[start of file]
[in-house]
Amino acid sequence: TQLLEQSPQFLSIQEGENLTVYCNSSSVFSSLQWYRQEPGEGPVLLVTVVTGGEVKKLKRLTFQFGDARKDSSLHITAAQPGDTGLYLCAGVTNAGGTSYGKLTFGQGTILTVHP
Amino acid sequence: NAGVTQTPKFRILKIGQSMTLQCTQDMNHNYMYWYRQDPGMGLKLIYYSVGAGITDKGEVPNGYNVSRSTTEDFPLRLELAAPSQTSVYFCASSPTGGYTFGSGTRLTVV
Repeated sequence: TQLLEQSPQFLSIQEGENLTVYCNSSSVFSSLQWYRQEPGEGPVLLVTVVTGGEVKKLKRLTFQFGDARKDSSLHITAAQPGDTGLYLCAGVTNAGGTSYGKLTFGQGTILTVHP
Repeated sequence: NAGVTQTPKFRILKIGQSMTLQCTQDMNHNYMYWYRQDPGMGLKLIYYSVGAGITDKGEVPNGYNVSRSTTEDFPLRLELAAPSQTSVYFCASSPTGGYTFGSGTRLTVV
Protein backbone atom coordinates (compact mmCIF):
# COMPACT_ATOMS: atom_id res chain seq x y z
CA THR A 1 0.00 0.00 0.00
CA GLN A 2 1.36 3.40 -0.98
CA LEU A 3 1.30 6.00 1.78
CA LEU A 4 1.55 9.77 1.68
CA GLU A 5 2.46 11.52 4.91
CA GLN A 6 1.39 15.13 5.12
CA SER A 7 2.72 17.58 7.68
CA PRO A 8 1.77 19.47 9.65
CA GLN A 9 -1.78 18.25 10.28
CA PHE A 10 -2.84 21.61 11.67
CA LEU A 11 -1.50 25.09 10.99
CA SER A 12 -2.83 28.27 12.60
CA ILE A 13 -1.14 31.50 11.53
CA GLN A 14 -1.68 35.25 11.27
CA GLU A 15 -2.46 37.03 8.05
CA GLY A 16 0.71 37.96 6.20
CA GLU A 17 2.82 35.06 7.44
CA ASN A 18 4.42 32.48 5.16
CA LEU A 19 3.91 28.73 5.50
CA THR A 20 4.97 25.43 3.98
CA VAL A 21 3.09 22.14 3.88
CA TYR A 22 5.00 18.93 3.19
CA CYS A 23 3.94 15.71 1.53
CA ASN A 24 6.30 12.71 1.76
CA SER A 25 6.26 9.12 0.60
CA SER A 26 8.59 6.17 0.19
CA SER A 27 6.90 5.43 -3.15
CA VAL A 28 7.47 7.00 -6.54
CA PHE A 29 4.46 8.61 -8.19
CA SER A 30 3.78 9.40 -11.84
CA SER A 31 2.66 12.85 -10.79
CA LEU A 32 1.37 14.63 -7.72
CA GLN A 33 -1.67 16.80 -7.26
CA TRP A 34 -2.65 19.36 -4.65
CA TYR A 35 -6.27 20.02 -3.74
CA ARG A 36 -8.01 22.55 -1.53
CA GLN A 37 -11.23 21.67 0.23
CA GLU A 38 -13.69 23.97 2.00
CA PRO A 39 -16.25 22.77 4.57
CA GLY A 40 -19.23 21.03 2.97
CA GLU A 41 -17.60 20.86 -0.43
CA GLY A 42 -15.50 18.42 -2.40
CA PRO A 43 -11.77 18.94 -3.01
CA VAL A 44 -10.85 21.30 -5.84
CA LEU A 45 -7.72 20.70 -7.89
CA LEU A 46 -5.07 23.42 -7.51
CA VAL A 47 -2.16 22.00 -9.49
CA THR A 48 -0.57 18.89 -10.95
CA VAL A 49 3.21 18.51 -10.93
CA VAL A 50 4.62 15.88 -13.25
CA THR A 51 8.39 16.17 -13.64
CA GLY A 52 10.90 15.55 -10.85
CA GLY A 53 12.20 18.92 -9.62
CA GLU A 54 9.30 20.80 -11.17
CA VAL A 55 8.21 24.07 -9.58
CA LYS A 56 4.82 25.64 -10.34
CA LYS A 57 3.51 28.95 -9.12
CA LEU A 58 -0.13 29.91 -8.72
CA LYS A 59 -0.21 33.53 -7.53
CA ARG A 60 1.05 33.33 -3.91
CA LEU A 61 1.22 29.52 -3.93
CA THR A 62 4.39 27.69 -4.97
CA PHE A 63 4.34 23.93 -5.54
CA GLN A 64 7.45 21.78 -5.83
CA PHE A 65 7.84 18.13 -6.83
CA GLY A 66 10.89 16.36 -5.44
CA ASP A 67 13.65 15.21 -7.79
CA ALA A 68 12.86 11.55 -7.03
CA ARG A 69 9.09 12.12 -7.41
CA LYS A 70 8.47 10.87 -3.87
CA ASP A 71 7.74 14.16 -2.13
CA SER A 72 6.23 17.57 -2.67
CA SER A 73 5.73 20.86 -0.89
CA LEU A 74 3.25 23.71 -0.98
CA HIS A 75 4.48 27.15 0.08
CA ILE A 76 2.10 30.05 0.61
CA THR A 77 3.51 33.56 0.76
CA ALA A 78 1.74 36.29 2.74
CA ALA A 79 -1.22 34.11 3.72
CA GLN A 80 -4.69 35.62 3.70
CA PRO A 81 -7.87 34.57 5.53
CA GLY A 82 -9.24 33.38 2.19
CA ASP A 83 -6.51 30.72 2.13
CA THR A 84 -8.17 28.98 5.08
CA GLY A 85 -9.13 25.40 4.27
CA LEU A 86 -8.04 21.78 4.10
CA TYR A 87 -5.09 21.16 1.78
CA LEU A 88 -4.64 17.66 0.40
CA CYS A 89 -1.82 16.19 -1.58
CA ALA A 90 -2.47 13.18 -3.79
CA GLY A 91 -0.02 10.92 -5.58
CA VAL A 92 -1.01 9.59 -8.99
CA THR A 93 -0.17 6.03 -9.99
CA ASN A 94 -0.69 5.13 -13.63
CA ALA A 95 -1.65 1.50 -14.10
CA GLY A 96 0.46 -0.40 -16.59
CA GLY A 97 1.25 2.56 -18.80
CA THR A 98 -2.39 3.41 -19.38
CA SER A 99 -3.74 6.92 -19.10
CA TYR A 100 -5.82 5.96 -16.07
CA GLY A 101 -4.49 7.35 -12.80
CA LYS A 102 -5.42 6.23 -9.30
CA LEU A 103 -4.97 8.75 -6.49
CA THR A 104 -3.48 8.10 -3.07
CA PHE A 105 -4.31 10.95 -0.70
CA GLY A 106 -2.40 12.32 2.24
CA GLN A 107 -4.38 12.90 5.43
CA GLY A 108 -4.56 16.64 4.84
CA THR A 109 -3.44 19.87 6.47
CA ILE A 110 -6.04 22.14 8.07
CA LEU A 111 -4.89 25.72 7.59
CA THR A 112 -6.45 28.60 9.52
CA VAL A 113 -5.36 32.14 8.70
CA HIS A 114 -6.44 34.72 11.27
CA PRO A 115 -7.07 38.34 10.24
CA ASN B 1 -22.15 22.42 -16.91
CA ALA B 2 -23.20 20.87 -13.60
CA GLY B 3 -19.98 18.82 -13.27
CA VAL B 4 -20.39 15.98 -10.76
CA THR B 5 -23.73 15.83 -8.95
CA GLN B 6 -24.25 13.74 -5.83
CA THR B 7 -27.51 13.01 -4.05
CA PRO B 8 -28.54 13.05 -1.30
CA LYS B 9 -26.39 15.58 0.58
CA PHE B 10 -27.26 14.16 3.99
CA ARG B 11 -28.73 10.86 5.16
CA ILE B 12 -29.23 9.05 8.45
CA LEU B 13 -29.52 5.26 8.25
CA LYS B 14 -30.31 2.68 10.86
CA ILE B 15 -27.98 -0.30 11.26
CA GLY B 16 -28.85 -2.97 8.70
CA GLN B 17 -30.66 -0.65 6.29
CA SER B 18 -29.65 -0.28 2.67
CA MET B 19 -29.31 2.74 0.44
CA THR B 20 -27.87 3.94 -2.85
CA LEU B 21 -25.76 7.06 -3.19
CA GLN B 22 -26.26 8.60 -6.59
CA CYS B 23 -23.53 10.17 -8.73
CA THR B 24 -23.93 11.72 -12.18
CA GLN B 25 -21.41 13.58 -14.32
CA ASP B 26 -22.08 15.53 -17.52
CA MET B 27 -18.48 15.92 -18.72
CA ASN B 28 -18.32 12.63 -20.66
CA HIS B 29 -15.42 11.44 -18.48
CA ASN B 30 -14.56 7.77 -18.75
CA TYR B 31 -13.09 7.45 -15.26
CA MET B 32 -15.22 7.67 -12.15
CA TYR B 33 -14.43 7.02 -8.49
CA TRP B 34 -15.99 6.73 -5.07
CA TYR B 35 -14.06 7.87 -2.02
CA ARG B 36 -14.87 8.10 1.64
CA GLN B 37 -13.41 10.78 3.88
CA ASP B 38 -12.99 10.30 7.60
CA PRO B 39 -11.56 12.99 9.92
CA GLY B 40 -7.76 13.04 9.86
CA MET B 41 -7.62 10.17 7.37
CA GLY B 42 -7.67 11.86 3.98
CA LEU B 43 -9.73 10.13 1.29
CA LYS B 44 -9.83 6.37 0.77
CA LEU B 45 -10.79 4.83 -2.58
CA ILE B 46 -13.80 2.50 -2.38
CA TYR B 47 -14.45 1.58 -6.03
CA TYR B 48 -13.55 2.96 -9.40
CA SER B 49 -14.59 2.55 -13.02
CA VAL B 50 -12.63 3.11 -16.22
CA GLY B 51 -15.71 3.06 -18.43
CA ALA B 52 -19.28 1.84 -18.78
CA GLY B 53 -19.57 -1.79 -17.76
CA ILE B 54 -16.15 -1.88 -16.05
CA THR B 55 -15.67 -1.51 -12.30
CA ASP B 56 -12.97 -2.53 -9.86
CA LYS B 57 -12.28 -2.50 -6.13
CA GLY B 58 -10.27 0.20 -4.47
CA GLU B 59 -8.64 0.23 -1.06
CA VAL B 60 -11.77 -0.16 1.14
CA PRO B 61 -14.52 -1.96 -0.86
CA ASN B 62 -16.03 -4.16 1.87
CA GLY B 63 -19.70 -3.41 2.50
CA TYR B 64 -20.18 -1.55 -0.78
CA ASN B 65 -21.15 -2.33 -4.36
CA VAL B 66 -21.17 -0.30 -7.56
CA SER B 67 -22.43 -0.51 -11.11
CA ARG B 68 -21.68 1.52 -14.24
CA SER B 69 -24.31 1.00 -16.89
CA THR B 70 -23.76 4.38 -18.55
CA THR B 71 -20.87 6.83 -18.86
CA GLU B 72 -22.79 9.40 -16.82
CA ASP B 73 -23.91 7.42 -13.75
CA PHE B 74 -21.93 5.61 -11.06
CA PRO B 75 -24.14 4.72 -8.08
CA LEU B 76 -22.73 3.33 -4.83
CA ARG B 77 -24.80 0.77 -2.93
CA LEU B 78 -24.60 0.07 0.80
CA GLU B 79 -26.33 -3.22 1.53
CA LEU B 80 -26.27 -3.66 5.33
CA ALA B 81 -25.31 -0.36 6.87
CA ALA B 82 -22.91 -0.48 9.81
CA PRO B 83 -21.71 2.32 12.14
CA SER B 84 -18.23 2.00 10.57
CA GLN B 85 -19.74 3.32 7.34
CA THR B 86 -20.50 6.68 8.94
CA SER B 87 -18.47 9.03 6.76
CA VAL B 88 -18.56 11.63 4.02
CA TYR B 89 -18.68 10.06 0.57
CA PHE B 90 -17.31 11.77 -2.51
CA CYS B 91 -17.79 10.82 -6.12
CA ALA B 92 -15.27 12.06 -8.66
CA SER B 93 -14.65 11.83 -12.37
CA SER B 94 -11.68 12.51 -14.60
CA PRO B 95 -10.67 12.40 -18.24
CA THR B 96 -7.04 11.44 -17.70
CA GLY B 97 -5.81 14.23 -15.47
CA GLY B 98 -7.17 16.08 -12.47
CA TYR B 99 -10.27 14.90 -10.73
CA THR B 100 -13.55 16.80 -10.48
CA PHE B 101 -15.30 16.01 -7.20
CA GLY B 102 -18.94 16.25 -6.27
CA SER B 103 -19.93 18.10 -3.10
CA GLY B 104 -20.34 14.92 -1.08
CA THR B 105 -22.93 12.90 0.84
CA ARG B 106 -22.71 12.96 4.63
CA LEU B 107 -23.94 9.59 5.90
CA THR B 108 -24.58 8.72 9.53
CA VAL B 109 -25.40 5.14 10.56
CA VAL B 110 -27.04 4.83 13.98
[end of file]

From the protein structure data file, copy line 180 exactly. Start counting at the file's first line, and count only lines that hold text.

CA GLY B 58 -10.27 0.20 -4.47